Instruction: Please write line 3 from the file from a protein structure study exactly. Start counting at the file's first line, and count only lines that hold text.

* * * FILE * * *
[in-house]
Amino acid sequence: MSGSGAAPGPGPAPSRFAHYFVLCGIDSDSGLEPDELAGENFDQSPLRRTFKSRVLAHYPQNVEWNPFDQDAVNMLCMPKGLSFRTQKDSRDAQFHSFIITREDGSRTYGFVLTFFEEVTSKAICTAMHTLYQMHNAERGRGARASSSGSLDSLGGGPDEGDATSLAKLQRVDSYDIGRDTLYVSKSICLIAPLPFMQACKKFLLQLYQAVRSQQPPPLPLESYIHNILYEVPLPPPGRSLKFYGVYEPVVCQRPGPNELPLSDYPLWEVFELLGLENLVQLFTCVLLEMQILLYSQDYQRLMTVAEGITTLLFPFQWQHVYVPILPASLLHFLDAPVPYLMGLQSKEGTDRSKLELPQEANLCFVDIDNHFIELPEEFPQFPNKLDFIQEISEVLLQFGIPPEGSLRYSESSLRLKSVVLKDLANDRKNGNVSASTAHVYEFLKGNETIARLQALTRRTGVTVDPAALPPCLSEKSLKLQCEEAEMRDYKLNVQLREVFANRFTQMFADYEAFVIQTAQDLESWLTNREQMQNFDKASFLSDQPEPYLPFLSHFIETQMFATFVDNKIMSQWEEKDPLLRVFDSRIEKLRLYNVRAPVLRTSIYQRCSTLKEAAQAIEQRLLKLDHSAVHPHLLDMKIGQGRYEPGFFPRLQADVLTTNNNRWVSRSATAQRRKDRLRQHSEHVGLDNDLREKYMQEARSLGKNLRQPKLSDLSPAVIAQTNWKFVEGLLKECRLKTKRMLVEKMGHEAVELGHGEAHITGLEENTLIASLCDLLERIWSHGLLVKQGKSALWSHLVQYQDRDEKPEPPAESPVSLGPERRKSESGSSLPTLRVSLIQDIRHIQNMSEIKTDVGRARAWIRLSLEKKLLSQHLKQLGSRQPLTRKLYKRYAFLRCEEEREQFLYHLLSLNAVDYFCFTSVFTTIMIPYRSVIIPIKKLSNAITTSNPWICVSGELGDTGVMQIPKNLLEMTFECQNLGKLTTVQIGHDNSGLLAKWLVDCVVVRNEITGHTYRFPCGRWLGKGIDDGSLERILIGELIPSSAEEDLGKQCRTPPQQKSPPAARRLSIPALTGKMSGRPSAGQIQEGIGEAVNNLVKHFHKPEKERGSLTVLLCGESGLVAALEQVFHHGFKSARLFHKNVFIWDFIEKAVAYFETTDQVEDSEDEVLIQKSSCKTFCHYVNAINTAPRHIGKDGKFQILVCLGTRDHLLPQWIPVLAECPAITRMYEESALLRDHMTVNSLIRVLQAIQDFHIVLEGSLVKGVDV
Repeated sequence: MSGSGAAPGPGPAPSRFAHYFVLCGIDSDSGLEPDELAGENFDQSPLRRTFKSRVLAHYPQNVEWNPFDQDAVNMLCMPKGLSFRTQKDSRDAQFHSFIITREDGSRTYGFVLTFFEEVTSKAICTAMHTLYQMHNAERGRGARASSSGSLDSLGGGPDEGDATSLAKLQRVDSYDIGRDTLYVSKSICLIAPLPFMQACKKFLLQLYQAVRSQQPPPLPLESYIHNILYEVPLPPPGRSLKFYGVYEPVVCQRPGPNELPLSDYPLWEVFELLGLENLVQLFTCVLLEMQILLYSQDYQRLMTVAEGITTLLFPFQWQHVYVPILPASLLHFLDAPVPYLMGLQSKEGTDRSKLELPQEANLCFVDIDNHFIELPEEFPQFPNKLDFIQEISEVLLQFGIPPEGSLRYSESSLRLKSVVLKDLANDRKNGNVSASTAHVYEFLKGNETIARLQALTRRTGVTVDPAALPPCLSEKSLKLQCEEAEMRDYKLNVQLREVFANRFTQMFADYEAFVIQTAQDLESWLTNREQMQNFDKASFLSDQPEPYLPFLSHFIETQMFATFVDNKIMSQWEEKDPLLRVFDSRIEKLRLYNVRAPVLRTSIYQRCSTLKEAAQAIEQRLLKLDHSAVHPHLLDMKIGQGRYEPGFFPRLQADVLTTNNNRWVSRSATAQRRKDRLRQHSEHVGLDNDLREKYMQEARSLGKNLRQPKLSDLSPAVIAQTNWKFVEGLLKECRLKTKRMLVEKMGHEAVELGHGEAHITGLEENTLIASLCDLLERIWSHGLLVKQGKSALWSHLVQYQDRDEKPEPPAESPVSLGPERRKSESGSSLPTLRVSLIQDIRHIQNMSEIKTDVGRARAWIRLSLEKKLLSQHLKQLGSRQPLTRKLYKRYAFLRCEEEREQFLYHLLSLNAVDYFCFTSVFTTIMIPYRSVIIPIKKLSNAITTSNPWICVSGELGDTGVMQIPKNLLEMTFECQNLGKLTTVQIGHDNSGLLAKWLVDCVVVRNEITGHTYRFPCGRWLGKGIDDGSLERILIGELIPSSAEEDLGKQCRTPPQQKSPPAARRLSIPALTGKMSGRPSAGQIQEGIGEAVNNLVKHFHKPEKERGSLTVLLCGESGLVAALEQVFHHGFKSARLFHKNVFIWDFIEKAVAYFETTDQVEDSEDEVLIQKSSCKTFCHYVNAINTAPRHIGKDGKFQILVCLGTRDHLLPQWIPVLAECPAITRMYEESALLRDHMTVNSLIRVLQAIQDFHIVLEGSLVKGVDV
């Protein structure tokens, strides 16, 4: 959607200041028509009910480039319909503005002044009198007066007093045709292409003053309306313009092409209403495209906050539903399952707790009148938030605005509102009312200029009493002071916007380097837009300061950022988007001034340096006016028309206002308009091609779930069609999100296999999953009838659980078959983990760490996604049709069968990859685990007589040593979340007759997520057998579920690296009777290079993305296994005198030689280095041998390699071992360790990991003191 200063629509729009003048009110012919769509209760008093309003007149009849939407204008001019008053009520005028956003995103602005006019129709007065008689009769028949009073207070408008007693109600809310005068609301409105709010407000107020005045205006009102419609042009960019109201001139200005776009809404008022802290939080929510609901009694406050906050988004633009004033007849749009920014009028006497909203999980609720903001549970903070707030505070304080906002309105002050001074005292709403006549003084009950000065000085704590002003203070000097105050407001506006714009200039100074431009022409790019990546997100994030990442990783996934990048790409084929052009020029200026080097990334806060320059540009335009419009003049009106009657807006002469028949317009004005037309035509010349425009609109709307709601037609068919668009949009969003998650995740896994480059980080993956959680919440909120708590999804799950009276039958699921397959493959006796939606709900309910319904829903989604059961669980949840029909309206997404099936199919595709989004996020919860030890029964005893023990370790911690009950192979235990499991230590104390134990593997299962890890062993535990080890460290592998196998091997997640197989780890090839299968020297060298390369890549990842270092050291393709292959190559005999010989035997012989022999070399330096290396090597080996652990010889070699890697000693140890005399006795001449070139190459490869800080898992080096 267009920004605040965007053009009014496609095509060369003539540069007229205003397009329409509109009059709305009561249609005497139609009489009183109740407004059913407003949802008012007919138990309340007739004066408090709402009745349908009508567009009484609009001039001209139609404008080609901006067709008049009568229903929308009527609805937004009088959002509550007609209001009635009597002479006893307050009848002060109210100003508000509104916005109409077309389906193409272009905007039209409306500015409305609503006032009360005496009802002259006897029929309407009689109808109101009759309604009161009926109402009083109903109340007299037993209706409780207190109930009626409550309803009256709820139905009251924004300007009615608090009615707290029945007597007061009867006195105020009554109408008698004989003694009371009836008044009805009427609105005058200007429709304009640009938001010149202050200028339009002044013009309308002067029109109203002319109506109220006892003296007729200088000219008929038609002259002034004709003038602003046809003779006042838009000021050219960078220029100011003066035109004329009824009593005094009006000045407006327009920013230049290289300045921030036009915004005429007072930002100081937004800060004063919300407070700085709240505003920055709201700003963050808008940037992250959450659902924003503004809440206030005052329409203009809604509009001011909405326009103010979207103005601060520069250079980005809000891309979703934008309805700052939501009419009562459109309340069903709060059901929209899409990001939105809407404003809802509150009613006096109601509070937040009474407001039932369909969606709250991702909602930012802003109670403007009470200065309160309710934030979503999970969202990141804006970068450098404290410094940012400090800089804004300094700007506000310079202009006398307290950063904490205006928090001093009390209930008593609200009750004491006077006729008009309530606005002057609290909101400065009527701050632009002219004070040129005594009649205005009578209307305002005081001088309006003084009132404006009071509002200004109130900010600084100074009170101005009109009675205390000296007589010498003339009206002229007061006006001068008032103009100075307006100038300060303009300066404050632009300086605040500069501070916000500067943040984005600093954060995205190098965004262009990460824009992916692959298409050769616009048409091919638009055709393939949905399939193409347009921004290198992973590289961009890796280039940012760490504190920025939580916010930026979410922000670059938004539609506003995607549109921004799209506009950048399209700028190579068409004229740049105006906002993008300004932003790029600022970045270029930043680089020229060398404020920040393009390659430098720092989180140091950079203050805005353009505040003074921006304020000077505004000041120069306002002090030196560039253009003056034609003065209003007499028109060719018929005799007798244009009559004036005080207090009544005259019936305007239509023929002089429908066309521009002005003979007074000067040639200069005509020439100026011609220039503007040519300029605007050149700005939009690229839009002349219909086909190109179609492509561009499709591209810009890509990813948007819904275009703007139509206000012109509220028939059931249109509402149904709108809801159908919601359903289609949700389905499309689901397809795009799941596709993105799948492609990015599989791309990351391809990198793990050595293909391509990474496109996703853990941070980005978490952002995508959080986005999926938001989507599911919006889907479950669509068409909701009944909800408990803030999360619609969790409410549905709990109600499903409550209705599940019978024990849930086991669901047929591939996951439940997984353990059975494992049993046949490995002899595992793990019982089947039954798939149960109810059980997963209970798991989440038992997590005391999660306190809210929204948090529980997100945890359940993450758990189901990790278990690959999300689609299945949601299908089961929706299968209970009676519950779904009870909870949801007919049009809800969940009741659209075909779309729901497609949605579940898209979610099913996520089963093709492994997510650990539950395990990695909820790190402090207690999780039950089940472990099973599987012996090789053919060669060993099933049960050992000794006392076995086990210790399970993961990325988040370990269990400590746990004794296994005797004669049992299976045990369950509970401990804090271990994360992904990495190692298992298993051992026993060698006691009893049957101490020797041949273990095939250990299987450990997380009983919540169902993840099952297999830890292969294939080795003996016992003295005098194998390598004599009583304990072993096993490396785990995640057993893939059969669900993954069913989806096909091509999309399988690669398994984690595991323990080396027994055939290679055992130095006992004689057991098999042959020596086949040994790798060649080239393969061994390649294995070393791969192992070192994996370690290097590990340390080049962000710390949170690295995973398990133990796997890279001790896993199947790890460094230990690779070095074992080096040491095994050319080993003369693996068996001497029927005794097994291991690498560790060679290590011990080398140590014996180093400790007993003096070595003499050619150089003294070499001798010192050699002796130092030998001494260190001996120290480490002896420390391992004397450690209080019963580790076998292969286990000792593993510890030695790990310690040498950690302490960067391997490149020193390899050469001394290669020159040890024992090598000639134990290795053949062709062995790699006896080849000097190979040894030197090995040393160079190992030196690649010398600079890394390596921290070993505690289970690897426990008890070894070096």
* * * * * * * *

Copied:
Repeated sequence: MSGSGAAPGPGPAPSRFAHYFVLCGIDSDSGLEPDELAGENFDQSPLRRTFKSRVLAHYPQNVEWNPFDQDAVNMLCMPKGLSFRTQKDSRDAQFHSFIITREDGSRTYGFVLTFFEEVTSKAICTAMHTLYQMHNAERGRGARASSSGSLDSLGGGPDEGDATSLAKLQRVDSYDIGRDTLYVSKSICLIAPLPFMQACKKFLLQLYQAVRSQQPPPLPLESYIHNILYEVPLPPPGRSLKFYGVYEPVVCQRPGPNELPLSDYPLWEVFELLGLENLVQLFTCVLLEMQILLYSQDYQRLMTVAEGITTLLFPFQWQHVYVPILPASLLHFLDAPVPYLMGLQSKEGTDRSKLELPQEANLCFVDIDNHFIELPEEFPQFPNKLDFIQEISEVLLQFGIPPEGSLRYSESSLRLKSVVLKDLANDRKNGNVSASTAHVYEFLKGNETIARLQALTRRTGVTVDPAALPPCLSEKSLKLQCEEAEMRDYKLNVQLREVFANRFTQMFADYEAFVIQTAQDLESWLTNREQMQNFDKASFLSDQPEPYLPFLSHFIETQMFATFVDNKIMSQWEEKDPLLRVFDSRIEKLRLYNVRAPVLRTSIYQRCSTLKEAAQAIEQRLLKLDHSAVHPHLLDMKIGQGRYEPGFFPRLQADVLTTNNNRWVSRSATAQRRKDRLRQHSEHVGLDNDLREKYMQEARSLGKNLRQPKLSDLSPAVIAQTNWKFVEGLLKECRLKTKRMLVEKMGHEAVELGHGEAHITGLEENTLIASLCDLLERIWSHGLLVKQGKSALWSHLVQYQDRDEKPEPPAESPVSLGPERRKSESGSSLPTLRVSLIQDIRHIQNMSEIKTDVGRARAWIRLSLEKKLLSQHLKQLGSRQPLTRKLYKRYAFLRCEEEREQFLYHLLSLNAVDYFCFTSVFTTIMIPYRSVIIPIKKLSNAITTSNPWICVSGELGDTGVMQIPKNLLEMTFECQNLGKLTTVQIGHDNSGLLAKWLVDCVVVRNEITGHTYRFPCGRWLGKGIDDGSLERILIGELIPSSAEEDLGKQCRTPPQQKSPPAARRLSIPALTGKMSGRPSAGQIQEGIGEAVNNLVKHFHKPEKERGSLTVLLCGESGLVAALEQVFHHGFKSARLFHKNVFIWDFIEKAVAYFETTDQVEDSEDEVLIQKSSCKTFCHYVNAINTAPRHIGKDGKFQILVCLGTRDHLLPQWIPVLAECPAITRMYEESALLRDHMTVNSLIRVLQAIQDFHIVLEGSLVKGVDV